Yamadori JM

Gr8tfuldad

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So my brother showed me a spot for JM in the wild. There is an old tree that just made hundreds of JM by seed I guess. All varying ages. Downside I got a really bad case of poison ivy, plus side, I collected a few trees. Most have very interesting trunks from environmental conditions. I thought this one was crazy because it literally made a 90 degree angle.
So are these considered Yamadori since they were collected from the wild.
 

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Shibui

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You will start another heated debate asking such questions.

The purists insist that Yama dori means from the mountains so if it does not come from a mountain it is not Yamadori.
Another group argue that, like many other terms, the meaning has changed and can refer to older trees collected from the wild, not always mountains but does not include garden collections.
Some are happy to use the term for any older trees that have been collected and converted to bonsai - mountains, forest, garden.
Not many would use Yamadori to describe really young seedlings even if they originally grew wild.
 

sorce

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I think gr8fulness comes from the thing, not from the words that describe the thing.

Sorce
 

Gr8tfuldad

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I think gr8fulness comes from the thing, not from the words that describe the thing.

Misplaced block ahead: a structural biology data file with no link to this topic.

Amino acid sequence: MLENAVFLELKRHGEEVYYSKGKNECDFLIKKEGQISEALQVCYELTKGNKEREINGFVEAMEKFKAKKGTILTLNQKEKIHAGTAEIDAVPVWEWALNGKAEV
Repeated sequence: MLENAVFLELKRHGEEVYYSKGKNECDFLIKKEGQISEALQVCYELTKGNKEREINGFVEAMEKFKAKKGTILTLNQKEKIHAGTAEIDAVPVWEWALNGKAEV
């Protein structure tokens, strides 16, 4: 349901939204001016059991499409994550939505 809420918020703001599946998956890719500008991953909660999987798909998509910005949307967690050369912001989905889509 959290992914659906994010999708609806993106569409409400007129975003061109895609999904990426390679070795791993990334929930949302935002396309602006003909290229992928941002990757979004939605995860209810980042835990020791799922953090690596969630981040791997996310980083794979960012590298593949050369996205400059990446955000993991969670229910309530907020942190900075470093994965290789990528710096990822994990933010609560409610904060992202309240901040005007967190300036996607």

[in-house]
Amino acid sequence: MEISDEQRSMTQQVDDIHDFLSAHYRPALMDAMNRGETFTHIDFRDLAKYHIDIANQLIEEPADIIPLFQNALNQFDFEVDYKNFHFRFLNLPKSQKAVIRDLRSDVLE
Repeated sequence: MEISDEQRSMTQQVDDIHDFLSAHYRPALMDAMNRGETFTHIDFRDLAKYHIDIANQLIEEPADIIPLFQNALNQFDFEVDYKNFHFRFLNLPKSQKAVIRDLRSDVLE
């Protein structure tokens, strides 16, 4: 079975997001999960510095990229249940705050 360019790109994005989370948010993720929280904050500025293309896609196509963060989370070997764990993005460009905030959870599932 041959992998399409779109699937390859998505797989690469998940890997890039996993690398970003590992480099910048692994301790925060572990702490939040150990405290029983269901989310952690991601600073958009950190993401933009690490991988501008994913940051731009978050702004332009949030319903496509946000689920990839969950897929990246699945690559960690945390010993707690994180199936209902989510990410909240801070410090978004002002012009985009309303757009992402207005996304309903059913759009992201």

Sorce
I am glad you added that insight. My first thought was for as fluid as nature can be, bonsai sure seems rigid. We all know what happens with flexible branches vs. the stiff ones.
 

MrWunderful

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To me, “yamadori” is generally much older. Its become a catch all for anything wild, not sown specifically from seed/layered etc

I would define yours as “wild seedlings”.

If design input is wanted:

Depending On what your design intent is, you will probably end up chopping it back to the first node for taper unless your artistry is top notch and you can pull off a deciduous literati which is doable, but difficult to pull off convincingly.
 

Gr8tfuldad

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Considering they are not indigenous to this area, I would agree.
I have not really given much thought to design, although it caught my eye this morning on the way out to work. I even gave it a bend to see potential. My first goal was to keep them all alive. Then decide which ones I will work and which ones will make mother plants. There are a few very promising finds in the group. This one really seemed off because how often do you see a perfect 90* angle like that. I wonder what conditions resulted in that outcome.
Now if this sumac would just go away, that is no joke!!!! I thought it was poison ivy at first but the blisters make me think it is sumac. Hard price to pay. I need a different game plan when I go back 😂
 

sorce

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I'd make an air layer one fence plank beyond the bend, to start a branch to cut back to later, and find out wether collecting these is a good idea, or if you can't get a better root start just growing a couple in the ground to layer off of.

Sorce
 

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